Sunday, March 24, 2013

Oakland Marathon Race Report

At the start line with speedy friends. Caitlin, Penny and I.
Photo by Chris Jones.

When I couldn't run Napa Marathon a few weeks ago due to overwhelming stress with opening our business, I quickly changed my plans to run Chuckanut 50k last weekend and after the race hop in the car and help my sister and her husband with the drive from Seattle to San Francisco (they moved down which makes me so incredibly happy!!!). I also signed up for the Oakland Marathon when I signed up for Chuckanut. The way business has been going, I am never certain which race start line I will be able to show up at. So I wanted a back-up plan, just in case. Chuckanut went really well and I was very satisfied with my run and had a fun little road trip Bin-Yanko style.

My legs didn't feel bad after Chuckanut except for a little niggle in calf/ankle/foot that sent me running to Psoas Massage to see Scott, not once but twice this week. While my legs felt pretty good, my body in general didn't feel right. I had a laundry list of symptoms including massive water retention (like 15lbs) while not peeing. Coupled with all the other symptoms, I made a b-line for my doctors office on Thursday morning to make sure that my kidneys weren't shutting down. My doctor advised that I not run the marathon if we didn't get the bloodwork back. It would be dumb to run a marathon if I was having acute kidney failure. Obviously.

Thankfully, my bloodwork came back the next day and my kidneys were fully functional. The bloodwork did however reveal (especially when compared to my bloodwork from 6 weeks ago) that my symptoms are due to my thyroid swinging from hypothyroid (which I have been medicating for 6 years now & had dropped my TSH too low) to a more hyperthyroid state. This explains why I have been struggling to feel great since the beginning of the year. While my iron levels have improved, giving me more energy, I haven't felt right for nearly 3 months. I have had insomnia, been hyper emotional, intolerant to heat and extraordinarily hungry. I just figured that some of the symptoms (insomnia, anxiety, being emotional) were because opening a business is stressful. But after hearing from my doctor and understanding what hyperthyroid (even a temporary hyperthyroid like mine- my meds just have to be adjusted) means for my body.

After receiving clearance from my doctor, I decided last minute that I would run Oakland Marathon. I figured it would be an awesome way to see Oakland and even better, it would be a chance to hang out with my mom (who just moved to Oakland) and have her see me race! I didn't taper at all for this race. Yesterday on my 11 mile run, I pondered whether or not this might just end up being my slowest marathon ever. I was/am still retaining water weight (which makes you feel kind of gross/heavy), but I decided that I should give Oakland a go. After all, a week after racing a 50k and not tapering really put me in the mindset of "come what may". Given the nature of the course, I figured I could just run it as a workout. I knew it had the potential to be a long ride on the pain train, but I also knew that with no expectations, I might just have a flipping blast. And I did.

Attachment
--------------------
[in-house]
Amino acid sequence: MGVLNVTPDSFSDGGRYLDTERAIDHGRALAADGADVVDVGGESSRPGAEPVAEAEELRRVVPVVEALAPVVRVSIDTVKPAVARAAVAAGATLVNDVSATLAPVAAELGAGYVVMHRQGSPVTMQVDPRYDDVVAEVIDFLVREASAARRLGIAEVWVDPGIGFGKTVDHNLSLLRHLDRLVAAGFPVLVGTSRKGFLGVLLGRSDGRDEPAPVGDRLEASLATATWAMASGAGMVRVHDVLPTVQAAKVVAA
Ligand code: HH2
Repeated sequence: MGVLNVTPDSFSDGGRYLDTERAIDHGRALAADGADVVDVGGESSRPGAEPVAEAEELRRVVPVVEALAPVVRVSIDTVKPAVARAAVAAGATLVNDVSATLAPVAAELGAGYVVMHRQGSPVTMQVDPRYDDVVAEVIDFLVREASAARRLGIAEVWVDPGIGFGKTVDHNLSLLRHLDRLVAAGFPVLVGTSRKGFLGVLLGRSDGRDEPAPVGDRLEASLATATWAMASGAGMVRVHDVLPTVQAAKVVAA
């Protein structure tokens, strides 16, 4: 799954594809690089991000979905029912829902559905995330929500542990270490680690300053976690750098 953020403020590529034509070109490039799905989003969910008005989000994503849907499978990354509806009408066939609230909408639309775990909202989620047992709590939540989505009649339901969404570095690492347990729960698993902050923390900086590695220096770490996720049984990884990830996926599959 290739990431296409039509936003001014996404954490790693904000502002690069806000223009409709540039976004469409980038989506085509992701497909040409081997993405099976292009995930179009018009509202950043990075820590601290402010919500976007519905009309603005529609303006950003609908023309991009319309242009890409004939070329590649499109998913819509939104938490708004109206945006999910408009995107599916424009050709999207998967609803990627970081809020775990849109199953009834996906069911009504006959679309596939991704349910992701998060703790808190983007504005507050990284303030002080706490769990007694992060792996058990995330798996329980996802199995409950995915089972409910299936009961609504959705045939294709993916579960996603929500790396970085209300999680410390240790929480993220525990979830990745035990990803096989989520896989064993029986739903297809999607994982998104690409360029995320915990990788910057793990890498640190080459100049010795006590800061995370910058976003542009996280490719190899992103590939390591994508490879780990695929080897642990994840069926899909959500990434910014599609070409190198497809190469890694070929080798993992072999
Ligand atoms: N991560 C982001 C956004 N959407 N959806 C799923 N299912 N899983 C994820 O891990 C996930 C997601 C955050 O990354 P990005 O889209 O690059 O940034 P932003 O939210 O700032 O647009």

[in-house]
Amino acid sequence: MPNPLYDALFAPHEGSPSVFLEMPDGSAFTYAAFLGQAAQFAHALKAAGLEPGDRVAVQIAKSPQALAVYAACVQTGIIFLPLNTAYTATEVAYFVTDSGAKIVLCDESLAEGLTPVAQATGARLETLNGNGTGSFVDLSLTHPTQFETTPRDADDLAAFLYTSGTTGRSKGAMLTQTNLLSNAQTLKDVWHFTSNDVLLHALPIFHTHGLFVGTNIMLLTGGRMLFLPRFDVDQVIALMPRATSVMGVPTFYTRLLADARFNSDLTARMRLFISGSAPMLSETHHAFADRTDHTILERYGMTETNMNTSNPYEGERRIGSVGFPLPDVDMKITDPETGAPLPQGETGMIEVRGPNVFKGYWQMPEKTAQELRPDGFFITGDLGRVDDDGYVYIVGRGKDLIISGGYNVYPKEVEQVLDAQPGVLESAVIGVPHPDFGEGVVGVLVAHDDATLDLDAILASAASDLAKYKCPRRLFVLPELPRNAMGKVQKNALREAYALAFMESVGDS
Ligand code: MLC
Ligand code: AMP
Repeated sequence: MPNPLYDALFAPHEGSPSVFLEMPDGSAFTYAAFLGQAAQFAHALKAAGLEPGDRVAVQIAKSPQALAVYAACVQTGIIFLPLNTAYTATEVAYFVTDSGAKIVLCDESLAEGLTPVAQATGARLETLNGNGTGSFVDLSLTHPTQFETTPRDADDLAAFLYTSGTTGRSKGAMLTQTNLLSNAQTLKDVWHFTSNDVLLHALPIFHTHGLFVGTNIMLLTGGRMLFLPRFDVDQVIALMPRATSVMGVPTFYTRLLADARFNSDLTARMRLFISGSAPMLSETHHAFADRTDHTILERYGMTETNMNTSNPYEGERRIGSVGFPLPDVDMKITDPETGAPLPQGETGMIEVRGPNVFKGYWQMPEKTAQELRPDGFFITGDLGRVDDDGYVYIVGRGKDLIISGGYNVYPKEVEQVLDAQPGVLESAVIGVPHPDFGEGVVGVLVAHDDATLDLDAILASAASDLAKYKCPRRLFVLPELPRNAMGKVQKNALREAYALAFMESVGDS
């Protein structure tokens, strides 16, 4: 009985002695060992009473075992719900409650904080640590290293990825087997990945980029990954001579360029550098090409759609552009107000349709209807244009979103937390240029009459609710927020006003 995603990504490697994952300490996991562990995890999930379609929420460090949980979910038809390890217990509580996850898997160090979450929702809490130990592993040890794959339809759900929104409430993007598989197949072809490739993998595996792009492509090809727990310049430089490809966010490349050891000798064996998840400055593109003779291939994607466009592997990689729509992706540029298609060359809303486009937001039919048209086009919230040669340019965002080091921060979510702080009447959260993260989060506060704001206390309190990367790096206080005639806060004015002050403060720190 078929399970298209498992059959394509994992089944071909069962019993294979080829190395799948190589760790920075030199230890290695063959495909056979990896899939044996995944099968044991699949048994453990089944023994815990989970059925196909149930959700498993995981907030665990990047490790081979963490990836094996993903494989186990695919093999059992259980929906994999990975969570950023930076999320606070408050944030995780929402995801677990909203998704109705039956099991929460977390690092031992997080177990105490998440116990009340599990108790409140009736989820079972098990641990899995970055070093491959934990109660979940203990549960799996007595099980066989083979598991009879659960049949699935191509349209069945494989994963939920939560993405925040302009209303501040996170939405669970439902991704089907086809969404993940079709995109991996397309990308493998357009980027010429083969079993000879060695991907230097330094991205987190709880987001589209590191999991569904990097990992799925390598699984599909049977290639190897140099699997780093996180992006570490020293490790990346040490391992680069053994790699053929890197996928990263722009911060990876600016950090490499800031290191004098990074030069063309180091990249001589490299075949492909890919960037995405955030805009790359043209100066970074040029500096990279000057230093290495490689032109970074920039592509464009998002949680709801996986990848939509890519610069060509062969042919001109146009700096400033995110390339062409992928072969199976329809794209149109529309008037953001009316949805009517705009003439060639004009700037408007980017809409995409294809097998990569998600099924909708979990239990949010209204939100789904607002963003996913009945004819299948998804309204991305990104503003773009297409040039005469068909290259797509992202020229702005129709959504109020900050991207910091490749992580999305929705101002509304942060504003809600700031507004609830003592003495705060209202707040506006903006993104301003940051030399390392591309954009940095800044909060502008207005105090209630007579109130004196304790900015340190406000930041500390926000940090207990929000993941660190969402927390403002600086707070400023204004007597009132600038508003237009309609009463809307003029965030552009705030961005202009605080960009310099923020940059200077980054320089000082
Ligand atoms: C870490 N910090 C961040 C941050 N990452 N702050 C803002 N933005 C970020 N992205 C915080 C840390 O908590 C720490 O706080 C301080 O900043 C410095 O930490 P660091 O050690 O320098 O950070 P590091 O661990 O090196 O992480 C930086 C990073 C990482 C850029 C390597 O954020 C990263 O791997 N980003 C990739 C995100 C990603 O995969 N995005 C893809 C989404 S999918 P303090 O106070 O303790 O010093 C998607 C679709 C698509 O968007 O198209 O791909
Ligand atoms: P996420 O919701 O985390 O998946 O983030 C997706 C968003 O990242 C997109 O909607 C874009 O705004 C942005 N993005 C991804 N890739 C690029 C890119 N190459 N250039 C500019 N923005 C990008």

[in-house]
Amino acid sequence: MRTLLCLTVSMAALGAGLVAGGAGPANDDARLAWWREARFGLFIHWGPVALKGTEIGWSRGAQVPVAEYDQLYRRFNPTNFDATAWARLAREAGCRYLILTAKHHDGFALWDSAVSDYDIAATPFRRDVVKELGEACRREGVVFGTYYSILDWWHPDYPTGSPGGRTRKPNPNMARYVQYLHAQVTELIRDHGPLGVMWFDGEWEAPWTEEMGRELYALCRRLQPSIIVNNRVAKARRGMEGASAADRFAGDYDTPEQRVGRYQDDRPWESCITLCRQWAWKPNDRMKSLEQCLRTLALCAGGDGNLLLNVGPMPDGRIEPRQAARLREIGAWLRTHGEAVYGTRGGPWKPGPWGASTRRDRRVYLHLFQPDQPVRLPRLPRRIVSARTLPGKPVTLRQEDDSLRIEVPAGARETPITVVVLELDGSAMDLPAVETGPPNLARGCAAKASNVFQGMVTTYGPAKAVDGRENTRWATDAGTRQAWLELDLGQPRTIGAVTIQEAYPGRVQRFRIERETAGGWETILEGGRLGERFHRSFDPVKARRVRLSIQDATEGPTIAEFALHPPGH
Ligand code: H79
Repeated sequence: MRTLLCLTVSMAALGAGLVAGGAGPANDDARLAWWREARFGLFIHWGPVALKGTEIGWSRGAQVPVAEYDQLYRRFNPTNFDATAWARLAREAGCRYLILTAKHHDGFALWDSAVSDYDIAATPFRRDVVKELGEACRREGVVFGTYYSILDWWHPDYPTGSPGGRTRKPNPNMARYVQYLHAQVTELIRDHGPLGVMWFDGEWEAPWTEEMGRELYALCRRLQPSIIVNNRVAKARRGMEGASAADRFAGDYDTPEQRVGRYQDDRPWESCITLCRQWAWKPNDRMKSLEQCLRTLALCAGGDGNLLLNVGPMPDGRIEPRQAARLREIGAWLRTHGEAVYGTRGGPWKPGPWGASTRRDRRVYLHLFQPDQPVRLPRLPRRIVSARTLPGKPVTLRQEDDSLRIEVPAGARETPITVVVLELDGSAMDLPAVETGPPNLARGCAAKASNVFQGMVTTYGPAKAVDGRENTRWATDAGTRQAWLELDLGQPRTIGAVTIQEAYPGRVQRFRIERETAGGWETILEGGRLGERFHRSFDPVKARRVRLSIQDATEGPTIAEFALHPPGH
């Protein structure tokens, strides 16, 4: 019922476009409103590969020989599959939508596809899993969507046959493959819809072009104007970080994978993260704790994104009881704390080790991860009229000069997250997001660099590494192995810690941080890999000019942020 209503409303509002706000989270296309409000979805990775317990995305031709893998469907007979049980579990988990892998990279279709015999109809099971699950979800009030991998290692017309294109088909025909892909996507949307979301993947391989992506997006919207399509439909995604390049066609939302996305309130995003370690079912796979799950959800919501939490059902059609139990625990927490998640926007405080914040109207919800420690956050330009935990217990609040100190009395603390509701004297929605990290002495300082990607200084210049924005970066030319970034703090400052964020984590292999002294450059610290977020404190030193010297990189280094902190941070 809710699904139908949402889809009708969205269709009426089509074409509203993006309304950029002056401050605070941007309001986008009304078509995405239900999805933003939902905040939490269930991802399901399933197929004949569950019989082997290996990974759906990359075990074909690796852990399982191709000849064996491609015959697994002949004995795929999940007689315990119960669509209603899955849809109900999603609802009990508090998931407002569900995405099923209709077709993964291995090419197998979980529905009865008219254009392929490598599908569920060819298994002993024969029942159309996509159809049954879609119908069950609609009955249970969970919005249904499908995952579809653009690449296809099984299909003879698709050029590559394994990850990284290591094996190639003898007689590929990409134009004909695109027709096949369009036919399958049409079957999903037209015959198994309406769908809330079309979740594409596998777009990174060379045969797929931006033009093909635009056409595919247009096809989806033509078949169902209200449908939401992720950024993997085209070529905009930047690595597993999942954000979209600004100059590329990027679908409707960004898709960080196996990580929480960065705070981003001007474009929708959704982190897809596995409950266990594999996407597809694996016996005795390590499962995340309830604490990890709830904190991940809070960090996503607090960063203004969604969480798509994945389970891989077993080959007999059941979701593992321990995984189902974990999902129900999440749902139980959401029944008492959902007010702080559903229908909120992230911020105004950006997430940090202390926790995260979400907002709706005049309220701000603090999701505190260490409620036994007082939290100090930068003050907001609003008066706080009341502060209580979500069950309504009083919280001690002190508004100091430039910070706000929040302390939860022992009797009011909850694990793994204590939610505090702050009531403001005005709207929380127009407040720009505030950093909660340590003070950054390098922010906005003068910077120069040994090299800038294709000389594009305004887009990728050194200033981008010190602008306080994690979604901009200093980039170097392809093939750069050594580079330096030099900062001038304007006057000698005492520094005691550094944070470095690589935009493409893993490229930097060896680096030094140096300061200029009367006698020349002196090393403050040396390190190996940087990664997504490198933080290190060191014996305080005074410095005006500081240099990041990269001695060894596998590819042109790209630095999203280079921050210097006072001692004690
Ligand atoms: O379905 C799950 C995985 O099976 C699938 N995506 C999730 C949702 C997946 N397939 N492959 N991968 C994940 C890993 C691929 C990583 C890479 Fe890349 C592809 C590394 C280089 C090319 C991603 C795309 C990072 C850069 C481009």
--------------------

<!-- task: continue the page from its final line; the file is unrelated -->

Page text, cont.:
Photo credit: San Jose Mercury News

I spent the evening in Oakland at my mom's house and made pre-race dinner for the two of us. The usual: greens, chicken and lots of sweet potatoes. Her new place was perfectly located to roll out of bed after a nice long sleep (9hr!!!) and run less than a mile to the start line. I ate a pre-race banana with sunbutter, lots of coffee and headed out into the perfect morning. It was clear and cool without being cold. I jogged over to the start line where I ran into Caitlin who was also running. I was excited to see her as I hoped it meant I might have a workout partner for the race. I knew from previous years results that the women's winner often ran the entire race alone. Knowing how speedy Caitlin is, I knew that I would have to have a pretty good day to bring home the win. As I warmed up with her and then with my good friend and training partner Liz (who was running as part of a relay), I wasn't sure how I felt. I didn't feel bad, but I wasn't sure how 6:xx pace was going to feel.

I had spent the evening before the race figuring out what 2:45-2:50 pace looked like and I hoped I was going to be able to muster then 6:29 min/mile average it would take to run 2:50. But I really wasn't sure.

I lined up a few rows back with Caitlin and my darling friend Penny (who wins pretty much every trail marathon in the entire bay area). It took me 3+ years to convince Penny to run a marathon, now she crushes dozens a year!